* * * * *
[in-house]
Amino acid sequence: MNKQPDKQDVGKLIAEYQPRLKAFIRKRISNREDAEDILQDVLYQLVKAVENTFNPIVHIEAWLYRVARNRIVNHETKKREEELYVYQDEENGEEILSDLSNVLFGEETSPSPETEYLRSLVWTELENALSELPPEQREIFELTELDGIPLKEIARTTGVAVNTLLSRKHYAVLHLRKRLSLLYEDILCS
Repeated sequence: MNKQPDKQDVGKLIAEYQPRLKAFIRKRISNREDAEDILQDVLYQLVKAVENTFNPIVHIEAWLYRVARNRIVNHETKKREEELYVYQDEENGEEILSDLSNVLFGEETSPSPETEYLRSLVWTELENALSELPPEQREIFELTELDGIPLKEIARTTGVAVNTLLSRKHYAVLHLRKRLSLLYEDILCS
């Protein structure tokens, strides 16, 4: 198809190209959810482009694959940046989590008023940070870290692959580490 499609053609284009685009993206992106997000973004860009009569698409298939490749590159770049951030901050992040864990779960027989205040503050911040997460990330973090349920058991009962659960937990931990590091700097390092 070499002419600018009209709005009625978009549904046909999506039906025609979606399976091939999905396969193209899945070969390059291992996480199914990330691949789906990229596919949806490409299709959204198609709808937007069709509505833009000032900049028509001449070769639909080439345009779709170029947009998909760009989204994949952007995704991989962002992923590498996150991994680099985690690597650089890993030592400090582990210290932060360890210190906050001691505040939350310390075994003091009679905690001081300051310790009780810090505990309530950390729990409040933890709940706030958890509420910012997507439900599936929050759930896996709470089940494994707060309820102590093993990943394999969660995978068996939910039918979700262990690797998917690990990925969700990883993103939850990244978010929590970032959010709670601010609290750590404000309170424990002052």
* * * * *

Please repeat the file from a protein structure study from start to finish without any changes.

[in-house]
Amino acid sequence: MNKQPDKQDVGKLIAEYQPRLKAFIRKRISNREDAEDILQDVLYQLVKAVENTFNPIVHIEAWLYRVARNRIVNHETKKREEELYVYQDEENGEEILSDLSNVLFGEETSPSPETEYLRSLVWTELENALSELPPEQREIFELTELDGIPLKEIARTTGVAVNTLLSRKHYAVLHLRKRLSLLYEDILCS
Repeated sequence: MNKQPDKQDVGKLIAEYQPRLKAFIRKRISNREDAEDILQDVLYQLVKAVENTFNPIVHIEAWLYRVARNRIVNHETKKREEELYVYQDEENGEEILSDLSNVLFGEETSPSPETEYLRSLVWTELENALSELPPEQREIFELTELDGIPLKEIARTTGVAVNTLLSRKHYAVLHLRKRLSLLYEDILCS
């Protein structure tokens, strides 16, 4: 198809190209959810482009694959940046989590008023940070870290692959580490 499609053609284009685009993206992106997000973004860009009569698409298939490749590159770049951030901050992040864990779960027989205040503050911040997460990330973090349920058991009962659960937990931990590091700097390092 070499002419600018009209709005009625978009549904046909999506039906025609979606399976091939999905396969193209899945070969390059291992996480199914990330691949789906990229596919949806490409299709959204198609709808937007069709509505833009000032900049028509001449070769639909080439345009779709170029947009998909760009989204994949952007995704991989962002992923590498996150991994680099985690690597650089890993030592400090582990210290932060360890210190906050001691505040939350310390075994003091009679905690001081300051310790009780810090505990309530950390729990409040933890709940706030958890509420910012997507439900599936929050759930896996709470089940494994707060309820102590093993990943394999969660995978068996939910039918979700262990690797998917690990990925969700990883993103939850990244978010929590970032959010709670601010609290750590404000309170424990002052």